Miscellaneous Rumbles

New book: “The Birth of Loud”- Leo Fender, Les Paul, Paul Bigsby

1

Jim Campilongo turned me on to this book, it was just released.

I have to say, FASCINATING!!! I knew a little about their stories individually, but I never knew they actually COLLABORATED some back in the day, when the solid body guitar was being invented.

I've always wondered about the obsession with Bigsby by Grestch folks, (aside from the fact the Grestch adopted his vibrato bar), and I'm starting to understand why....

I'm a little shocked at both Leo and Les for the way they handled business, treated other people, and "innovated" (Paul Bigsby flat-out accuses Leo of stealing his intellectual property, and it certainly seems like that is what he did...)

Jimmy Bryant was apparently a HEAVY drinker "the backseat of his car was always filled with empties" LOL

It's a fascinating read about a fascinating time in guitar history... I'm less than 1/2 way through, and I can already highly recommend it.

3

Jimmy Bryant, even tho an early Telecaster endorser was thrown out of the factory for showing up drunk and harassing female employees -- so I read. Then in the 60s he shilled for Thomas Vox

I was a little surprised a book like this at this late date since those stories have been often retold. I say they overlooked Everett Hull - Ampeg-- he and Les Paul were the East Coast guys, and Fender and Bigsby were the West coast guys. Hull counts.

I know those days are sort of seen thru this historic/legend viewpoint, but they were just scrappy guys working their way thru a scene where no one really knew what it would become

4

I've heard bits and pieces of these stories over the years, but I've never seen it told completely- how these 3 people "mattered" to each other through the development of the idea. I had NEVER heard that Leo, Les, and Paul would hang out at Les's house in CA and brainstorm ideas together on creating the solidbody guitar... I thought they were just 3 guys who had the same idea at the same time, not collaborators (which quickly turned into adversaries, after Gibson said no to Les, then Les said no to Leo, Leo put the Tele out, and Bigsby had his vibrato idea stolen by Leo)

5

The fist time I ever saw a bigsby guitar was the one owned by Hank Garland. I thought it was the coolest Flintstones Fender rip-off . Hank set me straight and said bigsby was first. Always wondered where that and the rest of his guitars ended up. I’d heard his family had them listed, but never any luck finding out anything definitive.Anyway, Birth of Loud is on my list to read. Cool as heck that you know Jim Compalongo, been a big fan for years.

6

A few years back there was a Bigsby guitar for sale or just on display at the Vancouver Guitar Show. Paul Pigat may know who had/has that particular guitar.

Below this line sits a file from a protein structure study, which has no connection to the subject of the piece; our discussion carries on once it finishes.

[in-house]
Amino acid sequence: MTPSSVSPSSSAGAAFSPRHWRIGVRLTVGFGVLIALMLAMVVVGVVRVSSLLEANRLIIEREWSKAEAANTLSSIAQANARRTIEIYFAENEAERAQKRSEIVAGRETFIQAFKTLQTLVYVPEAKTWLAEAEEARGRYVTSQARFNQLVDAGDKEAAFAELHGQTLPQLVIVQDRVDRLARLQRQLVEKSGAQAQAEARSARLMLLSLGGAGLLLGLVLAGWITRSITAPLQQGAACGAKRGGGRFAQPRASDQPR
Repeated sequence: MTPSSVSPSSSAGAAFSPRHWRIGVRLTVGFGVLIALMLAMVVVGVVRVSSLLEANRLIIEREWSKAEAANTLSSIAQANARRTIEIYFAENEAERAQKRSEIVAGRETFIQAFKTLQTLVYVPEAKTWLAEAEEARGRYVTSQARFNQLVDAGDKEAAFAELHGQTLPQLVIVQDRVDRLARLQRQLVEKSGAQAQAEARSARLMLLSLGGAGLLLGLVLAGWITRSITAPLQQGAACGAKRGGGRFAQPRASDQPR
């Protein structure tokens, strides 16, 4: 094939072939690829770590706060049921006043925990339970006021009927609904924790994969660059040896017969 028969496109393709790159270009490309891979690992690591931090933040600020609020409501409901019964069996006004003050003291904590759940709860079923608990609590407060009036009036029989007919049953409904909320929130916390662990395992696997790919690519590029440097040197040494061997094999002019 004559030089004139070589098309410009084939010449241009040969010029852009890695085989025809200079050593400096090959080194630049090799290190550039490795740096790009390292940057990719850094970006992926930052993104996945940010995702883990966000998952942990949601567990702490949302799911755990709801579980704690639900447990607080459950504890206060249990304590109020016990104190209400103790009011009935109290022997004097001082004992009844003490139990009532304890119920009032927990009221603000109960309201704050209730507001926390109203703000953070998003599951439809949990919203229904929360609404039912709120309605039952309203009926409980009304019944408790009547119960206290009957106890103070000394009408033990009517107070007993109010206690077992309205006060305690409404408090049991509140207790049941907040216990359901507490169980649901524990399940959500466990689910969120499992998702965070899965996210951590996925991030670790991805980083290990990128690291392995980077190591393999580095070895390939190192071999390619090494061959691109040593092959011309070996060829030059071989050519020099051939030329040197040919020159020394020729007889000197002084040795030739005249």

7

Bigsby had his vibrato idea stolen by Leo...

I haven't read the book, but that seems like an odd statement. Leo's partner, Doc Kaufmann, invented the vibrato years before Bigsby came out with his. And Fender's was a completely different design than Bigsby's. And Bigsby's is a completely different (and better) design than Kaufmann's. I'm not sure how anybody is ripping off anybody here. But if Bigsby felt that way, then I presume there's a reason.

I would have thought, if anything, Bigsby would be miffed at the six-on-a-side tuner arrangement and headstock shape - hinted at in the Telecaster, blatantly ripped off on the Stratocaster. But even those are pretty derivative of the Stauffer headstock, though certainly Bigsby improved that design.

8

I love old man stories, and I love a good gossipy book. I also take them both at face value. I've def heard some of the Bigsby/Leo stories in the past and there may well be something to them, but I'd factor in a guy wanting to write an entertaining yarn in how they are presented. I'll have to grab this from the ol' library.

9

"I would have thought, if anything, Bigsby would be miffed at the six-on-a-side tuner arrangement and headstock shape - hinted at in the Telecaster, blatantly ripped off on the Stratocaster. But even those are pretty derivative of the Stauffer headstock, though certainly Bigsby improved that design."

According to this book, those things did not irk Bigsby. And of course the tele had no vibrato. But when the strat came out- with Leo's vibrato, THAT is what miffed Bigsby.

But yeah- like Spike says- "stories". We'll likely never know the truth unless Bigsby wrote his own story down somewhere...

The book paints Les as basically a slave-driving a-hole, especially to his wife, Mary.

Leo as a know-it-all ripoff artist...well, not THAT drastic... but...
... he supposedly had one of Bigsby's 1st -THE FIRST- solidbody he made, for a week to examine it- before he made the 1st telecaster
...he copied Bigsby's 6-on-a-side headstock
...he took bigsby's vibrato idea and made his own for the strat
...and Leo denied all this stuff for years, especially having one of Bigsby's guitars to "copy" before making the Broadcaster.

Paul as a master craftsman who made custom one-off instruments for stars and had no interest in mass production. Supposedly, Bryant had ordered a custom Bigsby instrument, then when it was finished told Paul he didn't want it anymore- because he decided to endorse Fender and his new Broadcaster/Telecaster.

It is a good read, easy read, very entertaining.


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